Thirdly, we note that there is little experience on regional co-operation and trade in Central Asia. Despite several regional economic integration agreements, the trade between Central Asian states has declined. Export capacities and import needs do not meet and policy reforms have progressed unevenly. Furthermore, the defining geographic characteristic of the region is its remoteness and the transportation routes often in need of repair. This impedes the development of trade relations. Yet increased economic cooperation would be the tool for overall regional integration. A prime example of this is the European Union itself. Do we have a way of translating any of this experience to Central Asia?
Fourth, the energy resources within the region are unevenly distributed. In the field of energy, each state has something the others need. This further emphasises the need for increased cooperation and a well-functioning internal energy market. Equally, further cooperation is needed in the field of environment, including environment protection, environmentally sustainable development of industries and thematic issues such as water resources management.
Lastly, there is a need to assess what could be done together. There are a number of actors working in the Central Asia region. Coordinating activities with them is likely to generate better and more effective results. We could also see what there is to draw from the experience of others, share best practises and learn from the mistakes already made.
I have listed some overarching themes that have to be taken into account when thinking of our future activities regarding Central Asia. For our strategy to be successful it must address both the risks listed above as well as exploit the potential fields where co-operation could be deepened. It is our task today to consider how these themes are best tackled; through a regional viewpoint or via lenses that look at each country individually.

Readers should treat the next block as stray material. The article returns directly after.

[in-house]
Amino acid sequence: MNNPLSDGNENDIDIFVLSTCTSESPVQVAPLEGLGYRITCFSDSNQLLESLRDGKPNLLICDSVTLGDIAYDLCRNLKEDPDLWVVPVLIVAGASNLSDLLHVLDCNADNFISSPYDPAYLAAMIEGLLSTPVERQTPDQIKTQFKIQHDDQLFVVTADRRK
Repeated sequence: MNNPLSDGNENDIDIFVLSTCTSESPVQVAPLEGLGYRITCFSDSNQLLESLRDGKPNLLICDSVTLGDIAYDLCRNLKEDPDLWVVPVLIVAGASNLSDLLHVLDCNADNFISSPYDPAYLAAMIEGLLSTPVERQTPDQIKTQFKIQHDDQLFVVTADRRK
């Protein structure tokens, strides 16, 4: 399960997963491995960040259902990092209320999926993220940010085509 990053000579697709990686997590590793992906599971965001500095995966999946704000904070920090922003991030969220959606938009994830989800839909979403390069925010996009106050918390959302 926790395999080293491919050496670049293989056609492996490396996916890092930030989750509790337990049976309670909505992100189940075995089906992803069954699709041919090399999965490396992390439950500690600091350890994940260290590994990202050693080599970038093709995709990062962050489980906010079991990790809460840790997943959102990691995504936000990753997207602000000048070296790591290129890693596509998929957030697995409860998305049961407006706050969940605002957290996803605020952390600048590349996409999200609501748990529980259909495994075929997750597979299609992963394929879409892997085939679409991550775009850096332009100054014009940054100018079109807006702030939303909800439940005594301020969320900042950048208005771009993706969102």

The fourth part of the paper is devoted to looking at the Central Asian issues from two angles: from a regional viewpoint and looking at each country individually.
In this section we pay attention to the fact that despite the efforts of EU and other international actors, the regional cooperation in Central Asia has not prospered. There are a number of obstacles on the way. The paper suggests a few measures by which these might be tackled. This will be a central and perhaps one of the most challenging tasks of the EU strategy.
Despite the need for regional approach, we have to acknowledge that the five Central Asian states are in a very different internal situation. At the last part of the paper, we have looked at the Central Asian states each individually, pointing out some of the defining features of each. This section reminds us of the fact that a comprehensive strategy cannot rely on a regional approach only but has to be complemented by measures that take into account the individual circumstances of each state.
The question is, of course, how to best balance the regional and country-based approach? It is upon us here today to come up with some of the answers to this and other questions put forward in the Finnish discussion paper.
I hope the conversation today will be lively and innovative and point us at the right direction towards defining a comprehensive EU strategy for Central Asia.